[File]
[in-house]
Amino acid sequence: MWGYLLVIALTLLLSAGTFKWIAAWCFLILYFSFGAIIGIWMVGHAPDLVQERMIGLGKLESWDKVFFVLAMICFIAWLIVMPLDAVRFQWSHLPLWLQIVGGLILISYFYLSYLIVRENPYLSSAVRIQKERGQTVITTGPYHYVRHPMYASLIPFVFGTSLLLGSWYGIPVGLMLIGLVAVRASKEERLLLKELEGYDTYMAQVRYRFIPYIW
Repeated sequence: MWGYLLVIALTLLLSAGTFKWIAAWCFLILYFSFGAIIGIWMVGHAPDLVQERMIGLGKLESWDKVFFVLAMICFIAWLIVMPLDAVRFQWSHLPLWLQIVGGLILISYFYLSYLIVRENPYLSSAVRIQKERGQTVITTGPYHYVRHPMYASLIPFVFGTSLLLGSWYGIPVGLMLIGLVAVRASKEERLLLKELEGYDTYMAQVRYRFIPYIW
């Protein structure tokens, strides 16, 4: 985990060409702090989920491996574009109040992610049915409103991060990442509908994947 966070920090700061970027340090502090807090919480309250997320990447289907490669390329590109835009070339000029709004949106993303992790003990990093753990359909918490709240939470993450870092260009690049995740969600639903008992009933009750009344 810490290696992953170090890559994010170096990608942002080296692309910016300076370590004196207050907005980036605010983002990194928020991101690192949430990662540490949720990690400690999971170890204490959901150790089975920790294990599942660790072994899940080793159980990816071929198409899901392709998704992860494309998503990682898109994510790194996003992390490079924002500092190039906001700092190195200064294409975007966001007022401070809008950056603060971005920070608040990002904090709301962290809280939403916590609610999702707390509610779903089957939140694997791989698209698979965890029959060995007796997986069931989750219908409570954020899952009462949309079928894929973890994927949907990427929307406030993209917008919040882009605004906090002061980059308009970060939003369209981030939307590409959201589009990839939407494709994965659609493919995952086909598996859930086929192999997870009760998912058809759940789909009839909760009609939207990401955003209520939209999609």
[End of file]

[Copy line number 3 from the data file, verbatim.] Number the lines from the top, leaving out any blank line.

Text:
Repeated sequence: MWGYLLVIALTLLLSAGTFKWIAAWCFLILYFSFGAIIGIWMVGHAPDLVQERMIGLGKLESWDKVFFVLAMICFIAWLIVMPLDAVRFQWSHLPLWLQIVGGLILISYFYLSYLIVRENPYLSSAVRIQKERGQTVITTGPYHYVRHPMYASLIPFVFGTSLLLGSWYGIPVGLMLIGLVAVRASKEERLLLKELEGYDTYMAQVRYRFIPYIW